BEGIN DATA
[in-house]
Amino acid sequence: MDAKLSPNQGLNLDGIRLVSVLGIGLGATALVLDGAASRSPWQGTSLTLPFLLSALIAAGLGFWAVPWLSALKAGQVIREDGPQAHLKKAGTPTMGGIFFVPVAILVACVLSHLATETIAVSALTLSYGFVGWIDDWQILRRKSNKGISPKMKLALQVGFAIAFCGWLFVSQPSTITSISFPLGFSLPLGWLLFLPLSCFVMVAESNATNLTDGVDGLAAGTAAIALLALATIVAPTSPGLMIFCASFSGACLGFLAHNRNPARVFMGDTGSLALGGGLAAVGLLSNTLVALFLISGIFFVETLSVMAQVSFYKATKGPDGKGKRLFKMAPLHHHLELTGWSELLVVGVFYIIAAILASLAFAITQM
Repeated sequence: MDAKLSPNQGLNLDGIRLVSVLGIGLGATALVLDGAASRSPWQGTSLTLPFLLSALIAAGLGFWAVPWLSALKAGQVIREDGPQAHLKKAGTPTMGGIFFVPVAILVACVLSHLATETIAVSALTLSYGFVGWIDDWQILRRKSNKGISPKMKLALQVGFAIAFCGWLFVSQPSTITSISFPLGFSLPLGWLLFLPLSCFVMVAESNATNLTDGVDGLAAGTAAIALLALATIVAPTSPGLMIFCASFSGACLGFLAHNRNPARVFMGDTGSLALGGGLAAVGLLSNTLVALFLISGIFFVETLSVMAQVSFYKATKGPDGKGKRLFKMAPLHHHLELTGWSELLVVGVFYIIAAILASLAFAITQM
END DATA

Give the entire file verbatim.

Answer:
[in-house]
Amino acid sequence: MDAKLSPNQGLNLDGIRLVSVLGIGLGATALVLDGAASRSPWQGTSLTLPFLLSALIAAGLGFWAVPWLSALKAGQVIREDGPQAHLKKAGTPTMGGIFFVPVAILVACVLSHLATETIAVSALTLSYGFVGWIDDWQILRRKSNKGISPKMKLALQVGFAIAFCGWLFVSQPSTITSISFPLGFSLPLGWLLFLPLSCFVMVAESNATNLTDGVDGLAAGTAAIALLALATIVAPTSPGLMIFCASFSGACLGFLAHNRNPARVFMGDTGSLALGGGLAAVGLLSNTLVALFLISGIFFVETLSVMAQVSFYKATKGPDGKGKRLFKMAPLHHHLELTGWSELLVVGVFYIIAAILASLAFAITQM
Repeated sequence: MDAKLSPNQGLNLDGIRLVSVLGIGLGATALVLDGAASRSPWQGTSLTLPFLLSALIAAGLGFWAVPWLSALKAGQVIREDGPQAHLKKAGTPTMGGIFFVPVAILVACVLSHLATETIAVSALTLSYGFVGWIDDWQILRRKSNKGISPKMKLALQVGFAIAFCGWLFVSQPSTITSISFPLGFSLPLGWLLFLPLSCFVMVAESNATNLTDGVDGLAAGTAAIALLALATIVAPTSPGLMIFCASFSGACLGFLAHNRNPARVFMGDTGSLALGGGLAAVGLLSNTLVALFLISGIFFVETLSVMAQVSFYKATKGPDGKGKRLFKMAPLHHHLELTGWSELLVVGVFYIIAAILASLAFAITQM